Secondments at Baker & McKenzie Seoul office dependent on growth

Whether secondments to Baker & McKenzie’s new office in Seoul will be offered to trainees and junior solicitors is dependent on growth in that office, the firm has said.

The US firm is gearing up to open an office in the South Korean capital after beginning its application to South Korea’s Ministry of Justice earlier this week.

Following approval, which could take around six months, the new office will advise Korean clients on outbound legal matters such as acquisitions and the financing of overseas projects and enterprises, anti-trust matters and IP rights.

The office will be led by transactional partner Nam Hung Paik, who is currently based in Bakers’ Hong Kong office, though it is not yet clear how big the team will be or if there are any lateral hires in the pipeline.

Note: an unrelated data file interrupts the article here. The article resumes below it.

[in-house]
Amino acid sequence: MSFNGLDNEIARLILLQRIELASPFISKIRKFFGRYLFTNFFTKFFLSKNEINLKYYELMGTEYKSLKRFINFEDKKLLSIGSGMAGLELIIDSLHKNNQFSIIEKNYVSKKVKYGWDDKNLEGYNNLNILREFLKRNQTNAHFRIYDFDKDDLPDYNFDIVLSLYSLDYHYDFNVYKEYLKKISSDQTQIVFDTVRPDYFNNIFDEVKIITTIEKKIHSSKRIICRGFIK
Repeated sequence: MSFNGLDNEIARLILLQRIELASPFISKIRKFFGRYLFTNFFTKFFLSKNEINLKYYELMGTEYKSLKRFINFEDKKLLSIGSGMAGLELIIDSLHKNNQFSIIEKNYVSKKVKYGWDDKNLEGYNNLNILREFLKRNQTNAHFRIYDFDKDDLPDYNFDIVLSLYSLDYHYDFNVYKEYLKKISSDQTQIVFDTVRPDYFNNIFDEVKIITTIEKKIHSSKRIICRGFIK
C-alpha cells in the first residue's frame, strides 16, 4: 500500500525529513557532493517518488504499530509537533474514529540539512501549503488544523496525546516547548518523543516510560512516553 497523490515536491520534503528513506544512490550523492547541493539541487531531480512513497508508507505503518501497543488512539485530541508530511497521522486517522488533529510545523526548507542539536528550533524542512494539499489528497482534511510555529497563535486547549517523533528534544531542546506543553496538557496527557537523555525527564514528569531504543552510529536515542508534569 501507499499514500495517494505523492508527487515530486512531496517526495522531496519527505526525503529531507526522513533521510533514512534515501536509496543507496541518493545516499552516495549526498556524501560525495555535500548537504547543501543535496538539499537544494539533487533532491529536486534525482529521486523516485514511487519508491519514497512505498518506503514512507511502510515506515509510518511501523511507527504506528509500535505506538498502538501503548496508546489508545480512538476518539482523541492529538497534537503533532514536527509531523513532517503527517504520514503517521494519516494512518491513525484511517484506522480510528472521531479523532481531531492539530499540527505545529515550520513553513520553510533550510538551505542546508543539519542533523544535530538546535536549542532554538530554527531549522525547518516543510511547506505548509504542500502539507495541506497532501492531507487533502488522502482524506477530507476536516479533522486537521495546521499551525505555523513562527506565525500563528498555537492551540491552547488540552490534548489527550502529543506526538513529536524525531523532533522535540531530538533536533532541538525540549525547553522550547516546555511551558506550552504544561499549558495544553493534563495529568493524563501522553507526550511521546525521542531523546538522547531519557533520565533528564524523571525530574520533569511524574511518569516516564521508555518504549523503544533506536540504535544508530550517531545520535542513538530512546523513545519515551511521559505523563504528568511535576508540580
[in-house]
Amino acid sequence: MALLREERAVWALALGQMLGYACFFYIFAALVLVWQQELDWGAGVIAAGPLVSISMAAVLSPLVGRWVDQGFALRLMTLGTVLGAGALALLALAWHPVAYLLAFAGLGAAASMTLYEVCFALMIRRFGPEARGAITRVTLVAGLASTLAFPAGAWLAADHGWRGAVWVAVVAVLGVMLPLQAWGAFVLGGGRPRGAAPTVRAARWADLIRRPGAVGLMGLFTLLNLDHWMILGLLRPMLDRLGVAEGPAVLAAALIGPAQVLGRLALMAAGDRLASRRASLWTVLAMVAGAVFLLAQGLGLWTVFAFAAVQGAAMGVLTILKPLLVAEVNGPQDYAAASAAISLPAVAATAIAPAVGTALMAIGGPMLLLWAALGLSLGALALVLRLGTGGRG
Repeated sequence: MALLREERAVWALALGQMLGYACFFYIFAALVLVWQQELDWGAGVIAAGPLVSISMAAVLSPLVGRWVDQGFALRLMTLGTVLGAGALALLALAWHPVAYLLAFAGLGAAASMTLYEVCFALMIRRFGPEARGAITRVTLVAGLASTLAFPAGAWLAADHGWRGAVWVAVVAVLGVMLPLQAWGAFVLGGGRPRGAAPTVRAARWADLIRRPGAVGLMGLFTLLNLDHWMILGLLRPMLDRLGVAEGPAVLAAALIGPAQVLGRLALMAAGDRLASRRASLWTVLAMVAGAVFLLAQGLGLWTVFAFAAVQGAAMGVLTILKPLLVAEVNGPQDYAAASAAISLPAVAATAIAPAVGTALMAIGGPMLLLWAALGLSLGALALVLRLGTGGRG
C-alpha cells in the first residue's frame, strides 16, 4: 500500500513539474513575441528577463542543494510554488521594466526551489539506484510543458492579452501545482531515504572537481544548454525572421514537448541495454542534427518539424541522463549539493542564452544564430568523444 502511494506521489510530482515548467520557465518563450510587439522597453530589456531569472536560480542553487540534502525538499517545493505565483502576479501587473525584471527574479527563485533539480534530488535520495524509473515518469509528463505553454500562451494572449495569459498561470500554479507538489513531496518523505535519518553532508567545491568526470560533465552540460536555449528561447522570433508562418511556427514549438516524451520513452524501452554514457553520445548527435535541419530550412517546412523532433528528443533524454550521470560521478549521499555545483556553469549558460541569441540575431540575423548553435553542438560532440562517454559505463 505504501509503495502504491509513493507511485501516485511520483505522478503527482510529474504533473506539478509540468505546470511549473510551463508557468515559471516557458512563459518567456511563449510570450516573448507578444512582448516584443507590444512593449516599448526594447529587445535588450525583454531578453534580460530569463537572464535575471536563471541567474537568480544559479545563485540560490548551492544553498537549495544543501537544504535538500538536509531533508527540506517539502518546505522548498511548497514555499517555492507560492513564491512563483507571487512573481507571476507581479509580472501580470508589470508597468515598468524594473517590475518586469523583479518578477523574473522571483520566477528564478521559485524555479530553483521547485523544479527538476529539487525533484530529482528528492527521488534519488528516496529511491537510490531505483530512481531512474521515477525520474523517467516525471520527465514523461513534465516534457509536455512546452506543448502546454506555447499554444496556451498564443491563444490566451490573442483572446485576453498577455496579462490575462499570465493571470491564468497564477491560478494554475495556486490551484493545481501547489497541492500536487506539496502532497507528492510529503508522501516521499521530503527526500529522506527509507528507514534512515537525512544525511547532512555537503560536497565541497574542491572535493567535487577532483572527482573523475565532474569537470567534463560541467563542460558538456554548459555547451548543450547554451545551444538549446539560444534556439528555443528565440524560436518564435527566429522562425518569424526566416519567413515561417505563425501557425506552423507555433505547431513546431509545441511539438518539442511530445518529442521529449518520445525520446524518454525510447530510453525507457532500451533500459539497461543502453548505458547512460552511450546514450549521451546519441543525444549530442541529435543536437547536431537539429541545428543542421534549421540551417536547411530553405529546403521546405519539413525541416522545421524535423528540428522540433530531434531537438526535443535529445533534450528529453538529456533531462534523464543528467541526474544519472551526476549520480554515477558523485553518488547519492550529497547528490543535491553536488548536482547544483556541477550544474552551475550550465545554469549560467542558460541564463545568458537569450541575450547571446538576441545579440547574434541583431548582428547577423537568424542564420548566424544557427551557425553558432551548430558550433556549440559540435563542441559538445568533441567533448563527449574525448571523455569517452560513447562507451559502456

A spokesperson for the firm said it “remained committed to mobility of talent, but the readiness of the Seoul office to offer an enriching experience to talent from other offices will depend on how it grows in the years to come. As and when it is ready and allowed to do so, the Seoul office, like any other office of the Firm, will consider mobility applications.”

US firms have been jostling to launch a Seoul base ever since South Korea’s Free Trade Agreement with the US opened up the legal sector earlier this year (19 March 2012).

Those to receive approval so far include K&L Gates and O’Melveny & Myers (15 November 2012), Covington & Burling (1 November 2012), Paul Hastings (25 September 2012) and McDermott Will & Emery.

In addition to applying to the MoJ for permission to open an office, firms wishing to enter South Korea must also get an office head approved as a foreign legal consultant by the MoJ and local bar association. The approved lawyer can then apply for the licence on behalf of his or her firm.

Earlier this year Bakers opened an office in Casablanca with a four-lawyer team from French firm August & Debouzy (25 July 2012).